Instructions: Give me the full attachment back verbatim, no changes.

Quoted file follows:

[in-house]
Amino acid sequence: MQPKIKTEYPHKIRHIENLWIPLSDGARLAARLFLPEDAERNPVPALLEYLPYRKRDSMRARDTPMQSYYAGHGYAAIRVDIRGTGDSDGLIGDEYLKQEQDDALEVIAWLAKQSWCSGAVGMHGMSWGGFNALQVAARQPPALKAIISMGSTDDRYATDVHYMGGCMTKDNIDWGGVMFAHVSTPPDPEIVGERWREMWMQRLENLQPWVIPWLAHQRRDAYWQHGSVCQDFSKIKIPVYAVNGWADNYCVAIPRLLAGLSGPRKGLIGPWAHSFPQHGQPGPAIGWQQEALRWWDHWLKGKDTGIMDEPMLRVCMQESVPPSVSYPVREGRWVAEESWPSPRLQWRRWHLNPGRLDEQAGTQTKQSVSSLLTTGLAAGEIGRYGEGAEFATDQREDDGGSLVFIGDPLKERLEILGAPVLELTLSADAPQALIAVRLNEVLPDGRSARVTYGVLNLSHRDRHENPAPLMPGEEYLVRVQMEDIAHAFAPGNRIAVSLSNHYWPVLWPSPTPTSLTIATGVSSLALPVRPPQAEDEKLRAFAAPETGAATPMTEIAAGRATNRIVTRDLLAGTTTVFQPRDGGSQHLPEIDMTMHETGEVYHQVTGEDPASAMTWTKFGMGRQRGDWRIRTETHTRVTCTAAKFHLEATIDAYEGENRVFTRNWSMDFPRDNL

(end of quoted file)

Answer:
[in-house]
Amino acid sequence: MQPKIKTEYPHKIRHIENLWIPLSDGARLAARLFLPEDAERNPVPALLEYLPYRKRDSMRARDTPMQSYYAGHGYAAIRVDIRGTGDSDGLIGDEYLKQEQDDALEVIAWLAKQSWCSGAVGMHGMSWGGFNALQVAARQPPALKAIISMGSTDDRYATDVHYMGGCMTKDNIDWGGVMFAHVSTPPDPEIVGERWREMWMQRLENLQPWVIPWLAHQRRDAYWQHGSVCQDFSKIKIPVYAVNGWADNYCVAIPRLLAGLSGPRKGLIGPWAHSFPQHGQPGPAIGWQQEALRWWDHWLKGKDTGIMDEPMLRVCMQESVPPSVSYPVREGRWVAEESWPSPRLQWRRWHLNPGRLDEQAGTQTKQSVSSLLTTGLAAGEIGRYGEGAEFATDQREDDGGSLVFIGDPLKERLEILGAPVLELTLSADAPQALIAVRLNEVLPDGRSARVTYGVLNLSHRDRHENPAPLMPGEEYLVRVQMEDIAHAFAPGNRIAVSLSNHYWPVLWPSPTPTSLTIATGVSSLALPVRPPQAEDEKLRAFAAPETGAATPMTEIAAGRATNRIVTRDLLAGTTTVFQPRDGGSQHLPEIDMTMHETGEVYHQVTGEDPASAMTWTKFGMGRQRGDWRIRTETHTRVTCTAAKFHLEATIDAYEGENRVFTRNWSMDFPRDNL